01 Feb Ones to Watch: Clare Walton
Architect Clare Walton’s work is a study in diverse yet complementary concepts. Not yin and yang, exactly, but somehow even more interesting. Take her airy guest house at Tahoe’s Martis Camp, for example.
Heavy with timbers, the home feels compellingly light. The lines and form are decidedly modern while many of the materials — stone, wood, rusted corrugated metal — are traditional, even rustic. At just 840 square feet, the small structure is positively grand in scale with soaring rooflines, floor-to-ceiling walls of glass and livable space everywhere. Efficient and sustainable, this mountain masterpiece lives large.
For Walton, the intention was never to blend opposites so brilliantly, but instead to let the structure do “just what it needs to do.” The form was a serendipitous result of the functions it needed to perform. “For us, it’s about creating shelter and meeting the needs of our clients,” says Walton, who opened her own firm, Walton Architecture Engineering Inc., alongside her engineer husband, Steve Walton, in 2005. She speaks with a genuine modesty that is reflected, somewhat magnificently, in her entire body of work. The architect focuses primarily on residential projects in the Tahoe area, but instead of defining the style of each project, Walton insists that the design be driven by the site, and the vision of the clients.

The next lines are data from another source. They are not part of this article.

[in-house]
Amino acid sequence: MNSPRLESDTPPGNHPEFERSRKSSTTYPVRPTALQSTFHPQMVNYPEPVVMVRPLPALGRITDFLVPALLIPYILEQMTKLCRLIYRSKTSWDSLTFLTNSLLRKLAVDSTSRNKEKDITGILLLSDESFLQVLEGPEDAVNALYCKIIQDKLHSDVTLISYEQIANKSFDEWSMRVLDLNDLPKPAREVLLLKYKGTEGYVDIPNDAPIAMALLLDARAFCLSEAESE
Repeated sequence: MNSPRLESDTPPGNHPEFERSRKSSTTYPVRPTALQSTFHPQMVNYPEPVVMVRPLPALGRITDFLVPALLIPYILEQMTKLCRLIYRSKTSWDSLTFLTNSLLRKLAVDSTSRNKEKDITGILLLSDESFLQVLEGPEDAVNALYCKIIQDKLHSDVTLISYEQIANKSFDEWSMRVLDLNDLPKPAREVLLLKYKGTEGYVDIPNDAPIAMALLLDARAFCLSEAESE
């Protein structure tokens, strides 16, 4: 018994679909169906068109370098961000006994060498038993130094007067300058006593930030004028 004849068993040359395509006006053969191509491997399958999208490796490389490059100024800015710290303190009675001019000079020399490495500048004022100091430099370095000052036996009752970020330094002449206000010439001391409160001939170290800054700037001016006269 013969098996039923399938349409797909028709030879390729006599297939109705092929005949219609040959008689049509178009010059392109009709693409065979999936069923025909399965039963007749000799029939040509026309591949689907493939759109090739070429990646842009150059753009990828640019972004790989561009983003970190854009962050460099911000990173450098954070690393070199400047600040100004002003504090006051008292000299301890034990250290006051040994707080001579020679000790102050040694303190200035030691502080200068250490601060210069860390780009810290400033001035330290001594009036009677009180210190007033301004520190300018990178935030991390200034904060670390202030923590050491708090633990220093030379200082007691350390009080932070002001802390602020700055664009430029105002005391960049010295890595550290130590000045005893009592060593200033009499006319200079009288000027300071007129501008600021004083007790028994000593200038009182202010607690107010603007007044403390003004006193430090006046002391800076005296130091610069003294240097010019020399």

“The (guest house) is a great example of how modern design can be appropriate in our mountain areas,” explains Walton. The home is respectful of the site, appropriate for the climate and equally unassuming and grand.
Working side by side with her husband encourages Walton’s designs to be strongly influenced by structure. And the same is true for the firms’ engineering team, headed by Steve Walton: They are inspired by design, Clare says. The advantage for clients comes with the ability of the team to test ideas and forms during design and construction. “You can make anything work,” Clare says. “It’s just whether you can make it work efficiently and within a reasonable budget.”
For Walton, the modern form and rustic materials of the Martis Camp guest house addressed the challenges and requirements of the site as well as the wishes of the client. As the guest house, the home needed to be sited beautifully without compromising opportunities for the future main residence. Walton was careful to use lines and develop elements that could be used on a much larger scale in the main residence. The result is a layered effect that very much grounds the home to the site and ties the interiors to the landscape. “The design boils everything down simply,” she says.
Walton’s structures look and feel organic, as if they grew where they stand, shaped and weathered by the forces of nature. That, for Clare Walton, is the truest definition of success. — C.G.W.